• Generally speaking, publicly owned hotel projects have weathered the current downturn better than most hotels due to:

    • Lower cost of capital and subsequent debt service burden

    • Substantial reserve funds available to offset reduced operating performance levels


DRAFT FOR POLICY DISCUSSION ONLY proximate hotel rooms:

Convention Center Hotel Performance


Simplified Organization Chart: proximate hotel rooms:

Hotel

Operator

Public Entity

Fin. Support

Private

Owner

CVB

Room Block

Lenders

Equity

Investors

DRAFT FOR POLICY DISCUSSION ONLY

Public/Private Transaction –Simplified Organization Chart


DRAFT FOR POLICY DISCUSSION ONLY proximate hotel rooms:

Public/Private Transaction –Simplified Financing Structure

Typical Capital Structure

Simplified Flow of Funds:

First Mortgage Secured Debt

Hotel NOI

Public Support

(if applicable)

Mezzanine Debt

Public

Subsidy

Investor Equity

Senior Debt Service

Mezzanine Debt Service

Distribution to Equity


Simplified Organization Chart: proximate hotel rooms:

Hotel

Operator

Public

Sponsor

Non-Profit

Owner

CVB

Room Block

Bond

Holders

DRAFT FOR POLICY DISCUSSION ONLY

Public Transaction – Simplified Organization Chart


DRAFT FOR POLICY DISCUSSION ONLY proximate hotel rooms:

Public Transaction – Simplified Financing Structure

Typical Capital Structure

Simplified Flow of Funds:

Senior Hotel Revenue Bonds

Hotel NOI

Other Income

(if applicable)

Public

Support

Subordinate Revenue Bonds

Senior Debt Service

Cash Flow Notes (if applicable)

FF&E

Subordinate Bond Debt Service

Subordinate Mgmt. & FF&E Exp.

Additional

Reserves

Distribution

To Govt.


PRIVATE OWNERSHIP proximate hotel rooms:

PUBLICLY OWNED - TAX-EXEMPT

SINGLE TIER STRUCTURE

2-TIERED STRUCTURE

2-TIERED STRUCTURE

CONVENTIONAL

PUBLIC/PRIVATE

SENIOR LIEN BONDS

Senior Lien

Project Revenues + Credit Support on all or portion of debt service

Investment Grade

SENIOR LIEN BONDS

Senior Lien

Project Revenues only Low Investment Grade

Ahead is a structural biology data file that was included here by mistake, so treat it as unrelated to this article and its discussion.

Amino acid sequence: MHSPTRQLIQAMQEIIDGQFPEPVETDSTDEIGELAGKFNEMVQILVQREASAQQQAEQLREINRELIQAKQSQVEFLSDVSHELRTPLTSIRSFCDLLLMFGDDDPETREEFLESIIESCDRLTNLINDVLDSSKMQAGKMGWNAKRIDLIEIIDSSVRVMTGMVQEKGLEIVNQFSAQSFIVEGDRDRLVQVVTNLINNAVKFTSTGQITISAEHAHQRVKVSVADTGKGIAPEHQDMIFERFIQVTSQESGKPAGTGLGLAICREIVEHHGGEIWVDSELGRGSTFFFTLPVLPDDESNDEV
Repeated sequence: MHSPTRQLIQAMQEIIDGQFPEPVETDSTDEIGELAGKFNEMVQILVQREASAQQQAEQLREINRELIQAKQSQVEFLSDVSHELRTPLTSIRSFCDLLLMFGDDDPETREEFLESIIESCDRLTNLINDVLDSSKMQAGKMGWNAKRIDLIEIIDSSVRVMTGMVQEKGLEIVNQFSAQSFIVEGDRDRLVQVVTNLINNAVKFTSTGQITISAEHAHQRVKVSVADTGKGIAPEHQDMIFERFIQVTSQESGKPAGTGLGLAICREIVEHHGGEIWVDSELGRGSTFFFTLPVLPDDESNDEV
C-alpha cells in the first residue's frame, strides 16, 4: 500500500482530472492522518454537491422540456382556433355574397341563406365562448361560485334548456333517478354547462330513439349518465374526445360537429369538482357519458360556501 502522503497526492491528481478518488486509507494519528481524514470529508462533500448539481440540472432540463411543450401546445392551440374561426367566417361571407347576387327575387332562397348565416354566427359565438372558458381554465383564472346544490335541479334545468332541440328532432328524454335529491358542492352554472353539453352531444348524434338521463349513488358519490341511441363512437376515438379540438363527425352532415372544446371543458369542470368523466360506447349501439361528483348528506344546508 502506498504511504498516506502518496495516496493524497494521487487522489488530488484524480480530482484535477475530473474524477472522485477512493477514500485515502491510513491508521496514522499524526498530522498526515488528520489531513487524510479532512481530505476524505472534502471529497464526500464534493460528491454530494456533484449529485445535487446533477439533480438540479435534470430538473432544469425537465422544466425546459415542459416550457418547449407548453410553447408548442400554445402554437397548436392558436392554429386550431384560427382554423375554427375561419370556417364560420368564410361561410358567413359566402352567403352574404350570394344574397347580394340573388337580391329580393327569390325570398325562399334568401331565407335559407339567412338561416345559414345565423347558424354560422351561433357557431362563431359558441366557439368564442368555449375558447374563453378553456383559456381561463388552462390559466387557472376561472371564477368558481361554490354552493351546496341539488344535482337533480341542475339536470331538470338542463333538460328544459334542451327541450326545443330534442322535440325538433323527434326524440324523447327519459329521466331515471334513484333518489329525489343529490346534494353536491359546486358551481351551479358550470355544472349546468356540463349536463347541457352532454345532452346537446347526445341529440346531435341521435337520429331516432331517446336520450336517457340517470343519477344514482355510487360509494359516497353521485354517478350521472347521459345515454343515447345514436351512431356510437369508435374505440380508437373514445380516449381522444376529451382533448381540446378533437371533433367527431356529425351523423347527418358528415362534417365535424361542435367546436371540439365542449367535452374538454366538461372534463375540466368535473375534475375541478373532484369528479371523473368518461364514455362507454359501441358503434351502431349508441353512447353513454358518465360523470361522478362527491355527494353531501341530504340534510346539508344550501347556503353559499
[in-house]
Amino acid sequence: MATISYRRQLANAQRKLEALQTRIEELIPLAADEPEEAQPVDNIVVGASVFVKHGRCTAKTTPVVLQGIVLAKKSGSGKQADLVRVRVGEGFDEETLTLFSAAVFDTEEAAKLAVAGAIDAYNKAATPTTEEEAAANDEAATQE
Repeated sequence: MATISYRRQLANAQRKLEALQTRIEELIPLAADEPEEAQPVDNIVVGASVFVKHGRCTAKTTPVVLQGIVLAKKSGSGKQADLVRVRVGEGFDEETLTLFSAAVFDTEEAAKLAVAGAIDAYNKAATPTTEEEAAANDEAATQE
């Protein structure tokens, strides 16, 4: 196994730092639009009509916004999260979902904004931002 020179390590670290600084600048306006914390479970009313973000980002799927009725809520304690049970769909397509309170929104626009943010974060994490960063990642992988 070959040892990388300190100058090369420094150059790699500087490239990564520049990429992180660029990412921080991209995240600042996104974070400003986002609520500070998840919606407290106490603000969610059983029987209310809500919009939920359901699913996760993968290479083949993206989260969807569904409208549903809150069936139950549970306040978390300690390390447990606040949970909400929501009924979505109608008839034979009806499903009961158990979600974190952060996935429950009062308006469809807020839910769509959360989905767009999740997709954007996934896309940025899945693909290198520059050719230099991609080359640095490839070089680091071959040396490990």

FIRST MORTGAGE

FIRST MORTGAGE

SENIOR LIEN BONDS

Senior Lien

Project Revenues + tax increment + Credit Enhancement on all or a portion of debt service

Investment Grade

PRIVATE EQUITY / MEZZANINE DEBT

JUNIOR LIEN BONDS

Backed by high grade

Revenue source or credit backstop

PRIVATE EQUITY / MEZZANINE DEBT

PUBLIC INVESTMENT

JUNIOR LIEN BONDS

Market takes risk

Non-rated

CASH FLOW NOTES

CASH FLOW NOTES

CASH FLOW NOTES

DRAFT FOR POLICY DISCUSSION ONLY

Convention Center Hotel Financing Basic Options


DRAFT FOR POLICY DISCUSSION ONLY proximate hotel rooms:

CURRENT ENVIRONMENT FOR HEADQUARTERS HOTEL FINANCING


Capitalization Rates (1) proximate hotel rooms:

  • Significant decline in hotel values nationwide

  • Scarcity of new construction lending

  • Equity investors- primary focus on acquiring distressed properties

  • Decreasing LTC ratios

  • Increased level of public subsidy required

LTC Ratios (1)

(1) Source: PKF Hospitality Research

DRAFT FOR POLICY DISCUSSION ONLY

Current Environment – Private Financing


DRAFT FOR POLICY DISCUSSION ONLY proximate hotel rooms:

Current Environment – Public Financing

  • Historically low interest rates for high grade debt

  • Limited demand for project revenue debt

  • Increased credit spreads

  • Limited availability of credit enhancement

  • Increasing levels of municipal support required for publicly owned projects

  • Potential interest cost savings with Build America Bonds


DRAFT FOR POLICY DISCUSSION ONLY proximate hotel rooms:

Financing Considerations – Public Ownership

  • Strength of local hospitality market

  • Construction cost

  • Ratings and underwriting criteria

  • Proper allocation of risk among parties

  • Capital market conditions

  • Ability to provide credit support

  • Risk profile – Sensitivity analysis

  • Economic impact


DRAFT FOR POLICY DISCUSSION ONLY proximate hotel rooms:

Public Ownership – Typical Forms of Municipal Support

  • Contribution of site specific tax increment

  • Contribution of dedicated revenue stream from additional source(s)

  • Pledge of broader base revenue source

    • Sales or occupancy taxes

    • Surcharges or other special taxes

    • Contingent debt service guarantee

  • Funding of infrastructure or other development costs (i.e. parking)

  • Land contribution

  • Economic development payments

  • Tax increment contribution (Local or State taxes)

  • Multi-agency / Inter-governmental participation

  • Stand by guarantee of senior or subordinate series of bonds (multi-tiered financing)


  • DRAFT FOR POLICY DISCUSSION ONLY proximate hotel rooms:

    NEXT STEPS